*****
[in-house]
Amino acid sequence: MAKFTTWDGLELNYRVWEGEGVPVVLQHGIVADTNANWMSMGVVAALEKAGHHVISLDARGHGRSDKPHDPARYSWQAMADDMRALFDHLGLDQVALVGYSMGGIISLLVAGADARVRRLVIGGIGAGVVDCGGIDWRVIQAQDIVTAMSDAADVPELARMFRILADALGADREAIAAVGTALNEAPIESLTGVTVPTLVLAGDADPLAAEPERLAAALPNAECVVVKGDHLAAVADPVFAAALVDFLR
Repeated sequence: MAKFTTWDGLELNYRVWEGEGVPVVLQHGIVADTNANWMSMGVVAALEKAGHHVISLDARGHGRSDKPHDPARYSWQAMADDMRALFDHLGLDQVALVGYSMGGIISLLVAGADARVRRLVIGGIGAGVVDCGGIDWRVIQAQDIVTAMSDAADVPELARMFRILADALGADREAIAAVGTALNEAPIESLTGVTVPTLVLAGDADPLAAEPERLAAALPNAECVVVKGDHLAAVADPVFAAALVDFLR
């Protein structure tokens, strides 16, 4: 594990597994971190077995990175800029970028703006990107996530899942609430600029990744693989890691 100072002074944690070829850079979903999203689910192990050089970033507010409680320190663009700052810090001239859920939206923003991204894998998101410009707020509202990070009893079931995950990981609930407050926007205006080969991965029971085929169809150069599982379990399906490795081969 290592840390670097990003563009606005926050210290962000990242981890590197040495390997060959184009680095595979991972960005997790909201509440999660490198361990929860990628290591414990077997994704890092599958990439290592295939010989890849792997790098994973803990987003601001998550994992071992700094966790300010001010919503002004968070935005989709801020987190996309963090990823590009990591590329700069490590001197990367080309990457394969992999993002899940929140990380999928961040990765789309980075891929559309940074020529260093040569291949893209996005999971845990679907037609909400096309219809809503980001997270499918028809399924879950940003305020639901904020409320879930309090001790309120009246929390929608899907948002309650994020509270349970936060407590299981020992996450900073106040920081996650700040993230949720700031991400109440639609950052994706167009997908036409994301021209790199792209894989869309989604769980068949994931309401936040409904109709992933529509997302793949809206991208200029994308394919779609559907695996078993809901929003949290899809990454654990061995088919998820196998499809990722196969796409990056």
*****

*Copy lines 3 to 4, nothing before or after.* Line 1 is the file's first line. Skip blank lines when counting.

Repeated sequence: MAKFTTWDGLELNYRVWEGEGVPVVLQHGIVADTNANWMSMGVVAALEKAGHHVISLDARGHGRSDKPHDPARYSWQAMADDMRALFDHLGLDQVALVGYSMGGIISLLVAGADARVRRLVIGGIGAGVVDCGGIDWRVIQAQDIVTAMSDAADVPELARMFRILADALGADREAIAAVGTALNEAPIESLTGVTVPTLVLAGDADPLAAEPERLAAALPNAECVVVKGDHLAAVADPVFAAALVDFLR
């Protein structure tokens, strides 16, 4: 594990597994971190077995990175800029970028703006990107996530899942609430600029990744693989890691 100072002074944690070829850079979903999203689910192990050089970033507010409680320190663009700052810090001239859920939206923003991204894998998101410009707020509202990070009893079931995950990981609930407050926007205006080969991965029971085929169809150069599982379990399906490795081969 290592840390670097990003563009606005926050210290962000990242981890590197040495390997060959184009680095595979991972960005997790909201509440999660490198361990929860990628290591414990077997994704890092599958990439290592295939010989890849792997790098994973803990987003601001998550994992071992700094966790300010001010919503002004968070935005989709801020987190996309963090990823590009990591590329700069490590001197990367080309990457394969992999993002899940929140990380999928961040990765789309980075891929559309940074020529260093040569291949893209996005999971845990679907037609909400096309219809809503980001997270499918028809399924879950940003305020639901904020409320879930309090001790309120009246929390929608899907948002309650994020509270349970936060407590299981020992996450900073106040920081996650700040993230949720700031991400109440639609950052994706167009997908036409994301021209790199792209894989869309989604769980068949994931309401936040409904109709992933529509997302793949809206991208200029994308394919779609559907695996078993809901929003949290899809990454654990061995088919998820196998499809990722196969796409990056």